- Associated Press - Thursday, June 7, 2012

BEIRUT — Unarmed U.N. monitors came under fire Thursday, as they tried to reach the scene of the latest mass killing in Syria, U.N. Secretary-General Ban Ki-moon said. Activists accused government forces of killing nearly 80 people, including women and children who were shot, hacked to death and burned in their homes.

The reports came just weeks after more than 100 people were killed in one day in a cluster of villages known as Houla in central Homs province, many of them children and women gunned down in their homes. U.N. investigators blamed pro-government gunmen for at least some of the killings, but the Syrian regime denied responsibility and blamed rebels for the deaths.

The Houla massacre brought international outrage and a coordinated expulsion of Syrian diplomats from world capitals.

In New York, Mr. Ban told the U.N. General Assembly that the monitors “were shot at with small arms” as they tried to reach Mazraat al-Qubair, a farming area in the central Hama province. The group was denied access. By nightfall, the U.N. observers had not managed to visit the village, said spokesman Kieran Dwyer.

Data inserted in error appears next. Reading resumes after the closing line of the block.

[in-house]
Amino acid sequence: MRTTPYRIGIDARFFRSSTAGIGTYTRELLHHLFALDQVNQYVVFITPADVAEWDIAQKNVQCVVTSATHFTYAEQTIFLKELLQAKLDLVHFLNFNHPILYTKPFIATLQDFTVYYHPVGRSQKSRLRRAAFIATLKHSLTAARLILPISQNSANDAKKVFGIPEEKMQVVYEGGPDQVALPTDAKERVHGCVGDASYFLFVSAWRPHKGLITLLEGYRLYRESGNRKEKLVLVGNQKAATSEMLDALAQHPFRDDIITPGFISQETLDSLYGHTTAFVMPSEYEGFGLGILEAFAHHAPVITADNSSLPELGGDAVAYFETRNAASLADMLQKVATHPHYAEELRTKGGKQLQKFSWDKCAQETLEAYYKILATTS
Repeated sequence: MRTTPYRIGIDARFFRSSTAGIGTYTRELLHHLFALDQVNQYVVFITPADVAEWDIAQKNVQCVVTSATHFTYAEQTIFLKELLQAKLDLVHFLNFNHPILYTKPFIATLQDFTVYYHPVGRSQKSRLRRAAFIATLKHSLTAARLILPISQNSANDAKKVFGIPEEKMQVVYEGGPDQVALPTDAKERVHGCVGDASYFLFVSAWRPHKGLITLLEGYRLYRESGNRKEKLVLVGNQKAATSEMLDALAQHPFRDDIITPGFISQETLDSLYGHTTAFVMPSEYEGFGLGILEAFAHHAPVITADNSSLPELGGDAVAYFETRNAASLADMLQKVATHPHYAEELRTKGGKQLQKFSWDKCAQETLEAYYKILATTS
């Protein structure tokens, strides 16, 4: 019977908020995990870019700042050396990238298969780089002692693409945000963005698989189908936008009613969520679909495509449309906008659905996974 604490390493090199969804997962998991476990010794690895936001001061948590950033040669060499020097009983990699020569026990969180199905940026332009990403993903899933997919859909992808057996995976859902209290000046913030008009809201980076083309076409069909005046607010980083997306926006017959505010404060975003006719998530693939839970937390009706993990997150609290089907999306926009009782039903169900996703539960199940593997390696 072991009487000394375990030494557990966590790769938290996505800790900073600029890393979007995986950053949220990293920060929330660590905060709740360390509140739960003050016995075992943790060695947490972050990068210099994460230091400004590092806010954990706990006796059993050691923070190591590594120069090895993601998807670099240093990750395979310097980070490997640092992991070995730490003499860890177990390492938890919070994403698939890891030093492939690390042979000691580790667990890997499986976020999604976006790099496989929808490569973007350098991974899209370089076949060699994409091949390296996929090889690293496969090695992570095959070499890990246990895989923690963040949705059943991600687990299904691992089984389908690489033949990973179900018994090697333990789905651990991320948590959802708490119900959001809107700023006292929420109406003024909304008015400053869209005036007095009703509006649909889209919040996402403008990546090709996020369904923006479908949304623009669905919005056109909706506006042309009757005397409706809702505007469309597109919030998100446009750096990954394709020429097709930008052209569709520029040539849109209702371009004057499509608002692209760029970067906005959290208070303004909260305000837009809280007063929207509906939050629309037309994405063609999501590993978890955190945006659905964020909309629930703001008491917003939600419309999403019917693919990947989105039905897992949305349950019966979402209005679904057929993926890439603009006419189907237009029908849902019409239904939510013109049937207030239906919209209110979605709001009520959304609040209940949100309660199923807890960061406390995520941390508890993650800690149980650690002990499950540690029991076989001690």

No observers were injured and it was not clear who was behind the shooting, the U.N. said.

Syria denied that its forces committed the mass killing in Mazraat al-Qubair on Wednesday, dismissing the claims as “absolutely baseless.” The regime blamed the violence on terrorists who are trying to provoke foreign military intervention to topple Mr. Assad. A fuller picture is unlikely to emerge before U.N. observers can enter the rural village.

A resident of Mazraat al-Qubair said troops shelled the area for five hours Wednesday before government-aligned militiamen known as shabiha entered the area, “killing and hacking everyone they could find.”

Leith Al-Hamwy told the Associated Press by telephone that he survived by hiding in an olive grove about 800 yards from the farms as the killings were taking place. But he said his mother and six siblings, the youngest 10-year-old twins, were killed.

“When I came out of hiding and went inside the houses, I saw bodies everywhere. Entire families either shot or killed with sharp sticks and knives,” he said.

Mr. al-Hamwy said the gunmen set his family home on fire and his family burned to death. Around 80 people in total died, he said, many of them children, and 18 homes were either destroyed by the shelling or burned down.

Secretary of State Hillary Rodham Clinton condemned the Syrian government.

“The regime-sponsored violence that we witnessed again in Hama yesterday is simply unconscionable,” she said Thursday on a visit to Turkey. “Assad has doubled down on his brutality and duplicity, and Syria will not, cannot be peaceful, stable or certainly democratic until Assad goes.”

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